The incumbent business is so tied to its lucrative, cash-generating machinery that it turns a blind eye to any upstart or outsider that begins to encroach on the incumbent’s territory. Oftentimes, the incumbent doesn’t even notice the upstart, which is playing on the sidelines in the lowest, least profitable areas of the industry.

When AirBnB began, it was a way for college kids to find a couch to crash on. Why would the hotel industry care about that?

The incumbent dismisses this and says: “That’s not the important part.” In reality, they are simply justifying doing things the way they always have done them. Why argue with success? If it ain’t broke, don’t fix it.

What Buffet might be thinking is: What does a company that makes electric vehicles know about collision waivers, benchmark rates and personal injury protection policies? But what he should be thinking is: what does an auto company have that I don’t?

And, I believe, if he approached that question objectively, he would soon realize that Tesla’s hidden gem is data: Lots of data. It has amassed millions of miles of user and sensor data that it is aggregating, analyzing and processing via AI (artificial intelligence) to provide continuous improvements to its vehicles and the overall user experience.

This happens to be Tesla’s not-so-secret weapon against others in the auto industry. And here’s the beauty about data. It is not beholden to a business, or industry. It can be applied nondenominationally to compete in other areas as well.

In fact, the depth and richness of data that Tesla has regarding its drivers makes the data that the auto insurance industry currently has regarding its own customers look like child’s play.

This is the way the challengers upset the incumbent. They don’t challenge the incumbent on the incumbent’s turf.  AirBnB was never about couches. It was about providing a whole new process for booking accommodations in an infinite variety of environments, which happens to include hotel rooms.

Upstarts first put one toe onto the sidelines, then change the playing field, and then they change the rules altogether. They don’t play the game as it exists. They disrupt.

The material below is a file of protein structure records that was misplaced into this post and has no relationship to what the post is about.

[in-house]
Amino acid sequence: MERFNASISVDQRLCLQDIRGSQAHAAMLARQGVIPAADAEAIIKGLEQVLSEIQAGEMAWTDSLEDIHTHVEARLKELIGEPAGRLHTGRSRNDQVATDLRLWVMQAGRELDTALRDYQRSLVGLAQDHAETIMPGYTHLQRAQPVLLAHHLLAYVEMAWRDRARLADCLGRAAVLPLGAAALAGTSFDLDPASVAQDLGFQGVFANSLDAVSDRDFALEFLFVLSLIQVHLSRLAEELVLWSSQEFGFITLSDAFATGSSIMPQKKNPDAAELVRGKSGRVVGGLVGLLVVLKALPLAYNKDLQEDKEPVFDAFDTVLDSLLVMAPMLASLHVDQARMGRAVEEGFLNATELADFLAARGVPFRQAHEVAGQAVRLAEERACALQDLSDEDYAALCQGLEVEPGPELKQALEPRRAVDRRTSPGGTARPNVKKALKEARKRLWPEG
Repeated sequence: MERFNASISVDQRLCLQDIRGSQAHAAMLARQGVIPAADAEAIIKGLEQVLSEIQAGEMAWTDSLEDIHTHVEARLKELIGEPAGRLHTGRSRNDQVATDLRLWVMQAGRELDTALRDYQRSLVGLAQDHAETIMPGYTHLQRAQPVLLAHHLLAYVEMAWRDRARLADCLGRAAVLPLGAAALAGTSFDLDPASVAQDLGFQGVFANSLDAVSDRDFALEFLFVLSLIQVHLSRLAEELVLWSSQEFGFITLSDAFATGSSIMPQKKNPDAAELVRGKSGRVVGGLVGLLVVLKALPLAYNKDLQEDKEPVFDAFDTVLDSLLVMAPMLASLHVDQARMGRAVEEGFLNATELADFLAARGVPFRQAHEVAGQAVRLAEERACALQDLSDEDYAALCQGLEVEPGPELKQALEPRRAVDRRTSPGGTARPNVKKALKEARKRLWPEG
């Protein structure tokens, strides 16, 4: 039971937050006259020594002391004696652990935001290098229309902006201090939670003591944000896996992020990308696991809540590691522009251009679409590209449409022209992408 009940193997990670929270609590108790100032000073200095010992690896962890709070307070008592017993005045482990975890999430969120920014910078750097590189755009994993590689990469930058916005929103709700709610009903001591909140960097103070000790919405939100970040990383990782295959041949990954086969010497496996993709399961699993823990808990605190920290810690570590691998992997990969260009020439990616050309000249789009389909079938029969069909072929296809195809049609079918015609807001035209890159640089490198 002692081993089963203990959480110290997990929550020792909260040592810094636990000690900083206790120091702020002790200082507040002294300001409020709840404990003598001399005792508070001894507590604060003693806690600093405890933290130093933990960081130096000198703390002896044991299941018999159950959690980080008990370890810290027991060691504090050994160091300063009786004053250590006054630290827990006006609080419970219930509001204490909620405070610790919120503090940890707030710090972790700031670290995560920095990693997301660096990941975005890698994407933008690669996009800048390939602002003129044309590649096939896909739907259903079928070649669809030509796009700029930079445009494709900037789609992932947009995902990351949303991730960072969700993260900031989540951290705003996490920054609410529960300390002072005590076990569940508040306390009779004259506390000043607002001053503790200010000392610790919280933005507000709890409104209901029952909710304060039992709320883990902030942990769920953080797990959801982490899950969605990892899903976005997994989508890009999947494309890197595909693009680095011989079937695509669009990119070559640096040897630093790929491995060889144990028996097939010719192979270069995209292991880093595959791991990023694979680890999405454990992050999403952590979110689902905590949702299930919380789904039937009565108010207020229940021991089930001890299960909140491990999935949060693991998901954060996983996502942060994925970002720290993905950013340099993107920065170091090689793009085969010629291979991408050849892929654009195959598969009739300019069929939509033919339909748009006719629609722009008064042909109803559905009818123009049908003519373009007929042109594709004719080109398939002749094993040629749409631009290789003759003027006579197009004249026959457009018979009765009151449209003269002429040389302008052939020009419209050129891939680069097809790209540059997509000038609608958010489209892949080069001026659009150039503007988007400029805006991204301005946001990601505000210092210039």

Once the disruption happens, the incumbent is essentially paralyzed. It is locked into its machinery of people and processes, cranking out products and services the same old way. It must either sacrifice that entire legacy or risk fading away, losing more and more market share to the upstart. Change is hard, very hard, and sometimes impossible.

It’s what happened to Kodak with digital cameras. It’s what happened to Blockbuster with Netflix. It’s what happened to Sun Microsystems when Dell and others commoditized desktop computers and servers. It’s what Uber and Lyft are doing to the taxi and limo service industries, and, as noted, what AirBnB is doing to the hotel industry, and on and on.

Buffet should look more seriously at outside competition. And while he’s at it, he might want to scrutinize what is happening with emerging technologies such as blockchain, the distributed ledger system that has gained tons of notoriety via crypto-currencies, but has, perhaps, far more practicable application to industries such as insurance and finance.

Blockchain might ultimately be a boon to the insurance industry.  It has the potential, for instance, to eliminate fraud, a $40 billion a year problem for the insurance industry today, according to the FBI.